The views expressed are those of the authors at the time of writing. Other teams may hold different views and make different investment decisions. The value of your investment may become worth more or less than at the time of original investment. While any third-party data used is considered reliable, its accuracy is not guaranteed. For professional or institutional investors only. Please refer to the risks section in the PDF available below.
- In the DC plan space, we have historically seen heavy use of core bond and core-plus strategies that may be expected to pursue too many objectives simultaneously.
- As DC plans have grown in size, plan sponsors have increasingly been open to adopting a more customized approach in the form of a multi-manager fixed income option.
- This type of custom solution may provide some compelling benefits and enable many plans to take their fixed income offering to the next level for their participants.
In typical defined contribution (DC) plan menus, participants often have multiple equity choices (large-cap US, small-cap US, international equity, etc.). Fixed income options have tended to be fewer and not as well understood by participants. As a result, many plan sponsors have chosen a single core bond or “core-plus” strategy as a way to provide their participants exposure to both high-quality fixed income assets and some diversifying agents, such as high yield and emerging markets debt (EMD). Historically, these strategies have largely served most participants well.
However, as DC plans have grown in size, we have begun to see plan sponsors turn to a more customized approach and create a multi-manager fixed income option that can potentially deliver important benefits above and beyond those provided by a single-manager solution. Here we explore the pros and cons of utilizing a custom, multi-manager approach as the fixed income solution in a DC plan’s core investment menu.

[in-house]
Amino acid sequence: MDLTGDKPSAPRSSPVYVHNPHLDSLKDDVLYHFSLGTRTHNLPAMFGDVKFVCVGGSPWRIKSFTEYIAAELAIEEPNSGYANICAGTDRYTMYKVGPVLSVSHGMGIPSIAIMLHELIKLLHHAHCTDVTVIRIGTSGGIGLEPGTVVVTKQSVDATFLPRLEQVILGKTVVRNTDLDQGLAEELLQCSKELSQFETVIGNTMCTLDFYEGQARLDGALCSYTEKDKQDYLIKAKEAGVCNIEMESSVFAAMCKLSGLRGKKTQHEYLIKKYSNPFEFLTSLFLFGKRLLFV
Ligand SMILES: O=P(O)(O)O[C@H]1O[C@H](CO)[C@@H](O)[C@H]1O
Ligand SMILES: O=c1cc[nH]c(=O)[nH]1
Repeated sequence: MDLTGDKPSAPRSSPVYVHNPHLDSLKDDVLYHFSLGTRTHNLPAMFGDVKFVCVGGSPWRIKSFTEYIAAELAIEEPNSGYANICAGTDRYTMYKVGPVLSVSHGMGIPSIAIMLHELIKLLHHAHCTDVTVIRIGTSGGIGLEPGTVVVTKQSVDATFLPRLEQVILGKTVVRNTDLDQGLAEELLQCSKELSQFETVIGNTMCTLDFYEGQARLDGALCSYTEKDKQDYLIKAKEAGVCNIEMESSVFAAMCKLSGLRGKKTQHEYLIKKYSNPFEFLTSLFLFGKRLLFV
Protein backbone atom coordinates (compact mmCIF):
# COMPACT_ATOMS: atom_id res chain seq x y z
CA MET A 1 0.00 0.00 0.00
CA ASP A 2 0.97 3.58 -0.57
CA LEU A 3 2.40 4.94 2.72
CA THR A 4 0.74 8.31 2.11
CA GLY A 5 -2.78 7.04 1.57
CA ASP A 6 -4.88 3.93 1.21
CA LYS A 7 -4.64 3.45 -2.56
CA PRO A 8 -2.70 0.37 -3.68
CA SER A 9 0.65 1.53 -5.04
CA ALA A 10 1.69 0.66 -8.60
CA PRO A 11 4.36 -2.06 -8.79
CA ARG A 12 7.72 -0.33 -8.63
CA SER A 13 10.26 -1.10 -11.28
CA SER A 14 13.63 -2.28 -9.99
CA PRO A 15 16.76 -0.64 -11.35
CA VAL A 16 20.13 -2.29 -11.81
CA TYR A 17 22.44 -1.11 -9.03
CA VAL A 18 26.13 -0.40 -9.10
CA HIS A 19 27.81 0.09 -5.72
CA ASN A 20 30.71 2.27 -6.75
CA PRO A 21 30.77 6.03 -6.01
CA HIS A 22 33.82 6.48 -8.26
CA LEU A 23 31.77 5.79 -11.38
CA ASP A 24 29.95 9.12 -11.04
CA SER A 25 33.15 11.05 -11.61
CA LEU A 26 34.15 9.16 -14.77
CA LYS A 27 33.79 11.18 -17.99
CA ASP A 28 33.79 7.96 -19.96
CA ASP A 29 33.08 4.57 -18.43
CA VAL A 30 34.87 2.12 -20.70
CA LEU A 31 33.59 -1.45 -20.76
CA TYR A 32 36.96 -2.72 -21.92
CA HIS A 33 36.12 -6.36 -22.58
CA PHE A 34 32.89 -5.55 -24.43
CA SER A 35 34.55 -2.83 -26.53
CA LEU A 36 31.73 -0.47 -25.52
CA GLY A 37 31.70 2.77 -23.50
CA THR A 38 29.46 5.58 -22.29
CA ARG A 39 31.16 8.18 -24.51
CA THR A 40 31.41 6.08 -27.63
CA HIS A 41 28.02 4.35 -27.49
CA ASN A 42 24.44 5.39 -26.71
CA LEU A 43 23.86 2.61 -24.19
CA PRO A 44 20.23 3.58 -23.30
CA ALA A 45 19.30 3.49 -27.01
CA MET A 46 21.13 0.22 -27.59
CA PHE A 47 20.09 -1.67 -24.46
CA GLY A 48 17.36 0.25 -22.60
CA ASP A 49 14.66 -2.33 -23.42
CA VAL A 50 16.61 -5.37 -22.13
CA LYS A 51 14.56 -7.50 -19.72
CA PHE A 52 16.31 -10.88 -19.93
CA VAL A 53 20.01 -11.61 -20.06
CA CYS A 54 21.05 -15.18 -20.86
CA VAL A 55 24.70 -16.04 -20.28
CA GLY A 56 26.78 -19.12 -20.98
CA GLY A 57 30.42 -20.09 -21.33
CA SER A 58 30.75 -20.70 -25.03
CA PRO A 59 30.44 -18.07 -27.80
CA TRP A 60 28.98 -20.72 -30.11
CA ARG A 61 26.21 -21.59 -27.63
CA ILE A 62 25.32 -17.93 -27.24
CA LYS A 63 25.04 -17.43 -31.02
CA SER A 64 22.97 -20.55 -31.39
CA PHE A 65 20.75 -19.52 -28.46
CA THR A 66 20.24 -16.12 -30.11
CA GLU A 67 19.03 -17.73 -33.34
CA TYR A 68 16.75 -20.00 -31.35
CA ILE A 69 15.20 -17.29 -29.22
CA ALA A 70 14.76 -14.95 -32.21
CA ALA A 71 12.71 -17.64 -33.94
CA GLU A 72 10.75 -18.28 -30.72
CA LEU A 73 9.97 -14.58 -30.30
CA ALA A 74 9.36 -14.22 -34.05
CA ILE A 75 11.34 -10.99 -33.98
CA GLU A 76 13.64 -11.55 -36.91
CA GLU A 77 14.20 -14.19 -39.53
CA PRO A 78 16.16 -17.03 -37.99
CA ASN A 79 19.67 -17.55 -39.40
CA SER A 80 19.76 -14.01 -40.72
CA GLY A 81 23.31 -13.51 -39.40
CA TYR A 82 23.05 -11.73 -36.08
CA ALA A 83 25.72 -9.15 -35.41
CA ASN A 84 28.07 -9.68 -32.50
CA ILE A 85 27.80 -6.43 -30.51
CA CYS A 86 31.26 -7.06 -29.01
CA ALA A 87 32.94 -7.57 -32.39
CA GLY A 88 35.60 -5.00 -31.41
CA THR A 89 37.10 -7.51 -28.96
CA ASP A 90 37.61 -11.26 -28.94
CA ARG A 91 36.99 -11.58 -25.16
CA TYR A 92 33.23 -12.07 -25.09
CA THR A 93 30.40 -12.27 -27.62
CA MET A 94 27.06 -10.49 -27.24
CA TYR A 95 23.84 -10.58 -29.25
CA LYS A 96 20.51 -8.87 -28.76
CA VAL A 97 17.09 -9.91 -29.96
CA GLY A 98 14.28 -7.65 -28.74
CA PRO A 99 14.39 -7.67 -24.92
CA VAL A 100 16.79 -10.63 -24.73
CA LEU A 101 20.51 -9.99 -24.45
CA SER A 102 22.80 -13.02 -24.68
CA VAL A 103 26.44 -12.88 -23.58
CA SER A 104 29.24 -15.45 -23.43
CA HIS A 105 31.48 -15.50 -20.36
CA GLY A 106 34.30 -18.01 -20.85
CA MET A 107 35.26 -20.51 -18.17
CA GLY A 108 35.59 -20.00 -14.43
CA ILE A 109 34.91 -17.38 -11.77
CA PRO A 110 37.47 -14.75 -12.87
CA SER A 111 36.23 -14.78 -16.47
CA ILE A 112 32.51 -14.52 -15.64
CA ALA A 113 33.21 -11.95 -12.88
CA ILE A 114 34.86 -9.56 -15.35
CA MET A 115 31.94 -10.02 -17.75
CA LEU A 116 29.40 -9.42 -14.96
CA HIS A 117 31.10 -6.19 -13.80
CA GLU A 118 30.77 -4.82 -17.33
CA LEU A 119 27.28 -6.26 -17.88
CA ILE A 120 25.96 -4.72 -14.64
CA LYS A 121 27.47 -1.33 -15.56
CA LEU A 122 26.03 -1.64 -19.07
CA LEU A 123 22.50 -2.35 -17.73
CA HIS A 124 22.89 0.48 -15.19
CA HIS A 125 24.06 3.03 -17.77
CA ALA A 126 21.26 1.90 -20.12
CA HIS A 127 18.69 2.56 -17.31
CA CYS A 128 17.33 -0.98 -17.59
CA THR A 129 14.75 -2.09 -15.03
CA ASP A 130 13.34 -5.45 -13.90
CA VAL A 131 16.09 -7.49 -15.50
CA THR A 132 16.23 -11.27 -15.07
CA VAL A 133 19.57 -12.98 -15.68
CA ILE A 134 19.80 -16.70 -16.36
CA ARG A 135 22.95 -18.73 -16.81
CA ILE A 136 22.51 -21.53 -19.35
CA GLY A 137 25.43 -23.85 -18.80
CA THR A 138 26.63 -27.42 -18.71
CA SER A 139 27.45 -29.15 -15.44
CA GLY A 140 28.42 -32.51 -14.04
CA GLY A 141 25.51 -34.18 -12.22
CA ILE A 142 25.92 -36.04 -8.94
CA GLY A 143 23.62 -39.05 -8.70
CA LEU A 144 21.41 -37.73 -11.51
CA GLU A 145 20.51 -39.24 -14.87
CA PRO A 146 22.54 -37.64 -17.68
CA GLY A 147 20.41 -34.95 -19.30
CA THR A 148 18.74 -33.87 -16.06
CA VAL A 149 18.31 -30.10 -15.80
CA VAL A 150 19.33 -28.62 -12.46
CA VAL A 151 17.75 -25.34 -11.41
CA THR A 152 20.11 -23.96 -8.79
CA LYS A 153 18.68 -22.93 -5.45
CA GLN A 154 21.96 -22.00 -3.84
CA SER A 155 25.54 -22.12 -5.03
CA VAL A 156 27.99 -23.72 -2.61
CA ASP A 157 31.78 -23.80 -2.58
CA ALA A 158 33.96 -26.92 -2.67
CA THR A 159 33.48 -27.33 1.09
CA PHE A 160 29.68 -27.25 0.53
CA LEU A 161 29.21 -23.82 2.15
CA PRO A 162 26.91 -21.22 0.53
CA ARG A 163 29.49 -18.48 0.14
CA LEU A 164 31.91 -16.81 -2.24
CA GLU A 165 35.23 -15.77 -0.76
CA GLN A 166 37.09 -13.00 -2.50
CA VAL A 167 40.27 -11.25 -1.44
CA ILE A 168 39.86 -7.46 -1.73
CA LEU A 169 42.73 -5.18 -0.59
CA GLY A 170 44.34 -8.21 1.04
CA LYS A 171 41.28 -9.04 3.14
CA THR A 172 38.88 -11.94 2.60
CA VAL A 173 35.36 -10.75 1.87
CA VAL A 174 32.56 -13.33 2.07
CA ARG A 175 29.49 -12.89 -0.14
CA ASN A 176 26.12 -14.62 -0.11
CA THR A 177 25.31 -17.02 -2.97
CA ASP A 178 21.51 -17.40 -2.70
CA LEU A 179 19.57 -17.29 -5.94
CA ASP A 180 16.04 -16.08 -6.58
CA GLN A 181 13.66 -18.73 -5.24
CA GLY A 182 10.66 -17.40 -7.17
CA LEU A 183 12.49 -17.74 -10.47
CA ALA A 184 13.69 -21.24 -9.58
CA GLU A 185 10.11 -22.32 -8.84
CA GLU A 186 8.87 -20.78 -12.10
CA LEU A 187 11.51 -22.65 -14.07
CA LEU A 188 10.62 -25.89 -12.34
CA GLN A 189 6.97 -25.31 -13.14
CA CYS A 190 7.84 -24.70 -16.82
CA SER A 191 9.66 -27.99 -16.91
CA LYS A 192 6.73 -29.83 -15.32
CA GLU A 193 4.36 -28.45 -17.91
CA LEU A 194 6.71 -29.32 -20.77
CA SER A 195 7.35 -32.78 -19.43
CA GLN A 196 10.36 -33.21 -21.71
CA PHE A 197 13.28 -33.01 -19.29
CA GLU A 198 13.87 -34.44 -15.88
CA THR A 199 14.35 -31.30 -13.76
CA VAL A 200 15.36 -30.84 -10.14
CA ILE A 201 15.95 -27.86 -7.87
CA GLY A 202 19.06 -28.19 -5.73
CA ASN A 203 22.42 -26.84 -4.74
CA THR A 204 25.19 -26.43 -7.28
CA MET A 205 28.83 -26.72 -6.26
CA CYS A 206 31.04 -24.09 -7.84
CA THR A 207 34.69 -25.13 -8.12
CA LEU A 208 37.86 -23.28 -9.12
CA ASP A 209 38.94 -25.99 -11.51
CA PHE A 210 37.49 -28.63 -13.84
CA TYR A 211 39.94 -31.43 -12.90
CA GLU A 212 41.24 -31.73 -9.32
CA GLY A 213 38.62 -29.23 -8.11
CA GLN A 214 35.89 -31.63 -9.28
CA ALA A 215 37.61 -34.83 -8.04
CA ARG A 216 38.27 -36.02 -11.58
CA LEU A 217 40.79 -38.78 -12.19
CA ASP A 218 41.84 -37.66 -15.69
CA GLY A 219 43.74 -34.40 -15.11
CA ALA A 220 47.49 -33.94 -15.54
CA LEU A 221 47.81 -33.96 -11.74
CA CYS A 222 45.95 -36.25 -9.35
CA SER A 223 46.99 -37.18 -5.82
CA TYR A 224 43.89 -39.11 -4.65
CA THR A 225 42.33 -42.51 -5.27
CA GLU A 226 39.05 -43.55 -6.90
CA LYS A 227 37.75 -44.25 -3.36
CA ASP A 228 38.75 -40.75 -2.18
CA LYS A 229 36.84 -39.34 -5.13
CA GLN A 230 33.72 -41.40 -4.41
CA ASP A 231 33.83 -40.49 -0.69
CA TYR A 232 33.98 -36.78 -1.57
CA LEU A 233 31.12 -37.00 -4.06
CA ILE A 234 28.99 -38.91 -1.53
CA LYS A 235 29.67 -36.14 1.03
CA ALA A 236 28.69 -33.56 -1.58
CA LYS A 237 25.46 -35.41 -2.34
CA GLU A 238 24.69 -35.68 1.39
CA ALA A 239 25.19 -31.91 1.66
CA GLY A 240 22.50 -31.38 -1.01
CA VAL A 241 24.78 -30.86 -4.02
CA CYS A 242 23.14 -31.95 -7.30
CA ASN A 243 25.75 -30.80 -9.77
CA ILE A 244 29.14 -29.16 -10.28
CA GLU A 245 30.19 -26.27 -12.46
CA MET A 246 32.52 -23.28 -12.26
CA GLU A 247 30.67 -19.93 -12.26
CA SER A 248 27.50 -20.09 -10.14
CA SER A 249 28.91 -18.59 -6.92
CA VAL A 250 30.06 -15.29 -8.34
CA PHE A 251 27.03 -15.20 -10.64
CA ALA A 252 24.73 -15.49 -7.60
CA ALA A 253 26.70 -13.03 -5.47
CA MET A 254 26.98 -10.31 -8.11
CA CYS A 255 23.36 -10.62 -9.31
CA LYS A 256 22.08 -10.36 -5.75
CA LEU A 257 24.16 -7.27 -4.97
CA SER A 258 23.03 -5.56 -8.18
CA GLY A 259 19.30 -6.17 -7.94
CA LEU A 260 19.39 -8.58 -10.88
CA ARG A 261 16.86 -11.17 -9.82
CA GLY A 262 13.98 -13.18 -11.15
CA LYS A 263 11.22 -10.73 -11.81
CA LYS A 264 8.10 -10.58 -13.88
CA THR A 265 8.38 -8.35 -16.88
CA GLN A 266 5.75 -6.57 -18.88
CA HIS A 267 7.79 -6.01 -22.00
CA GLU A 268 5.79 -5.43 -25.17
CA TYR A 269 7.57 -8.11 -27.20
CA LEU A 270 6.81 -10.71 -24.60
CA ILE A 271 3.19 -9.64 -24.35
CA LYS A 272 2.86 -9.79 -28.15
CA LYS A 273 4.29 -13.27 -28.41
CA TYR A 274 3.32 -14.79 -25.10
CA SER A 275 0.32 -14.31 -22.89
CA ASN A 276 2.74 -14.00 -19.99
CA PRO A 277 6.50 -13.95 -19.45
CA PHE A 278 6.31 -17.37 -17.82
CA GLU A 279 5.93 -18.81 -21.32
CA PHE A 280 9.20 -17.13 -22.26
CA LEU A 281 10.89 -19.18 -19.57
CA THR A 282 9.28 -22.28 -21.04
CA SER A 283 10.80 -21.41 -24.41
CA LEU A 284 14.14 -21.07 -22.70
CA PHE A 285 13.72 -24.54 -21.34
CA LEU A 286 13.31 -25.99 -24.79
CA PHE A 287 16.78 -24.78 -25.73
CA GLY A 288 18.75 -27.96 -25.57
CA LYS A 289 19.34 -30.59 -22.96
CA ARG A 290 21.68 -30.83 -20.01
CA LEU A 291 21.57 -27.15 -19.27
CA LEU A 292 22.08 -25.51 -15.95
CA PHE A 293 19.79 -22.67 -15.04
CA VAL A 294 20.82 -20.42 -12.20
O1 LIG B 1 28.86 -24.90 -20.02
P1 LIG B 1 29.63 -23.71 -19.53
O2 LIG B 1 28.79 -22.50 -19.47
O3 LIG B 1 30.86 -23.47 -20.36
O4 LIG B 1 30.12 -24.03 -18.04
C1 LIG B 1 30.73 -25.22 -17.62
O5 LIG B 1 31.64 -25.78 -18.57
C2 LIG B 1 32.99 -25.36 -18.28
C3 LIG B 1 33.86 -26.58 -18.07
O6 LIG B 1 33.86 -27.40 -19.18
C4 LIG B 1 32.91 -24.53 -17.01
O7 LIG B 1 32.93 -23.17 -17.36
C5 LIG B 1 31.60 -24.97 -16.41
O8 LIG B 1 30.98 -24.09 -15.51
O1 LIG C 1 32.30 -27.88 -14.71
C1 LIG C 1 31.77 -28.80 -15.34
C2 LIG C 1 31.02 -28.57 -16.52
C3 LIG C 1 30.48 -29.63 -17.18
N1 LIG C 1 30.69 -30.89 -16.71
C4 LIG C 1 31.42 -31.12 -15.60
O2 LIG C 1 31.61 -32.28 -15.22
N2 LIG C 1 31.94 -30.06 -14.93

Potential benefits of a custom, multi-manager approach
Fixed income allocations can pursue a wide range of objectives, including liquidity, diversification, capital preservation, income, and total return. For a plan sponsor designing a DC plan lineup, it is challenging and somewhat impractical to have distinct fixed income options pursuing those objectives separately. Consequently, we have seen heavy use of core bond and core-plus strategies that attempt to balance the pursuit of various objectives simultaneously.
However, an alternative approach that we believe is worth exploring involves packaging together distinct specialized strategies, from multiple investment managers, into a…
To read more, please click the download link below.